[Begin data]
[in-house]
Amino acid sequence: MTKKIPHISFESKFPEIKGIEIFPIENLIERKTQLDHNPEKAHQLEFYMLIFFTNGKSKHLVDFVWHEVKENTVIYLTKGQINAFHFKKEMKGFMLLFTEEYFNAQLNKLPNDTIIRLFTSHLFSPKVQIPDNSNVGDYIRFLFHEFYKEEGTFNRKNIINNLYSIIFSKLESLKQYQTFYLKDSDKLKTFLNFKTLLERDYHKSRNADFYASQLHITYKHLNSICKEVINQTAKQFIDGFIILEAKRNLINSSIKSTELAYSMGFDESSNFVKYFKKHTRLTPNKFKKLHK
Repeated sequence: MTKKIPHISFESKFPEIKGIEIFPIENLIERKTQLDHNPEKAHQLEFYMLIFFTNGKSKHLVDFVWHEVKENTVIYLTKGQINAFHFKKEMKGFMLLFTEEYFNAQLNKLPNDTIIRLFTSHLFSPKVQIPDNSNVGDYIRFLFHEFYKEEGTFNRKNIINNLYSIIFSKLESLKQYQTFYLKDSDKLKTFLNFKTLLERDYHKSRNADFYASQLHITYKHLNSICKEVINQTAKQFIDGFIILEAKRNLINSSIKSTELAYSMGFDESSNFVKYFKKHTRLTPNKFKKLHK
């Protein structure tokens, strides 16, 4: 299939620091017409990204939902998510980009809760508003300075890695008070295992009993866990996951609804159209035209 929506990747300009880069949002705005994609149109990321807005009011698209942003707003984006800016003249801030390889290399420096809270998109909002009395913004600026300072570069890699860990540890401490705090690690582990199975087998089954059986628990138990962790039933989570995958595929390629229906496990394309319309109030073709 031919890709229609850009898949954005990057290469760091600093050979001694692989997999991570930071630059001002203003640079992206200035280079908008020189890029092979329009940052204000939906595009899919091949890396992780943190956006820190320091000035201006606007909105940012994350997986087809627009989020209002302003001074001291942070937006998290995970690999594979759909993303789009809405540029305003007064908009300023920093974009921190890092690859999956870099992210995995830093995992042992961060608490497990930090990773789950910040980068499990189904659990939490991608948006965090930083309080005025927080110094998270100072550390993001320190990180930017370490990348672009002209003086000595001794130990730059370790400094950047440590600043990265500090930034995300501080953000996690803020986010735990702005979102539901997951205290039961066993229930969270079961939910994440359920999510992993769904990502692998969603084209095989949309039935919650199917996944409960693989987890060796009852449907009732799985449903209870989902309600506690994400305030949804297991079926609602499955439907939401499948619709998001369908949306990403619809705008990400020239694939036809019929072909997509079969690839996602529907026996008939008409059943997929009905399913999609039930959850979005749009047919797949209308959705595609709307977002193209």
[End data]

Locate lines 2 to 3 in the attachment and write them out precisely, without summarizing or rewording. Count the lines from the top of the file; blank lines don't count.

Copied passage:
Amino acid sequence: MTKKIPHISFESKFPEIKGIEIFPIENLIERKTQLDHNPEKAHQLEFYMLIFFTNGKSKHLVDFVWHEVKENTVIYLTKGQINAFHFKKEMKGFMLLFTEEYFNAQLNKLPNDTIIRLFTSHLFSPKVQIPDNSNVGDYIRFLFHEFYKEEGTFNRKNIINNLYSIIFSKLESLKQYQTFYLKDSDKLKTFLNFKTLLERDYHKSRNADFYASQLHITYKHLNSICKEVINQTAKQFIDGFIILEAKRNLINSSIKSTELAYSMGFDESSNFVKYFKKHTRLTPNKFKKLHK
Repeated sequence: MTKKIPHISFESKFPEIKGIEIFPIENLIERKTQLDHNPEKAHQLEFYMLIFFTNGKSKHLVDFVWHEVKENTVIYLTKGQINAFHFKKEMKGFMLLFTEEYFNAQLNKLPNDTIIRLFTSHLFSPKVQIPDNSNVGDYIRFLFHEFYKEEGTFNRKNIINNLYSIIFSKLESLKQYQTFYLKDSDKLKTFLNFKTLLERDYHKSRNADFYASQLHITYKHLNSICKEVINQTAKQFIDGFIILEAKRNLINSSIKSTELAYSMGFDESSNFVKYFKKHTRLTPNKFKKLHK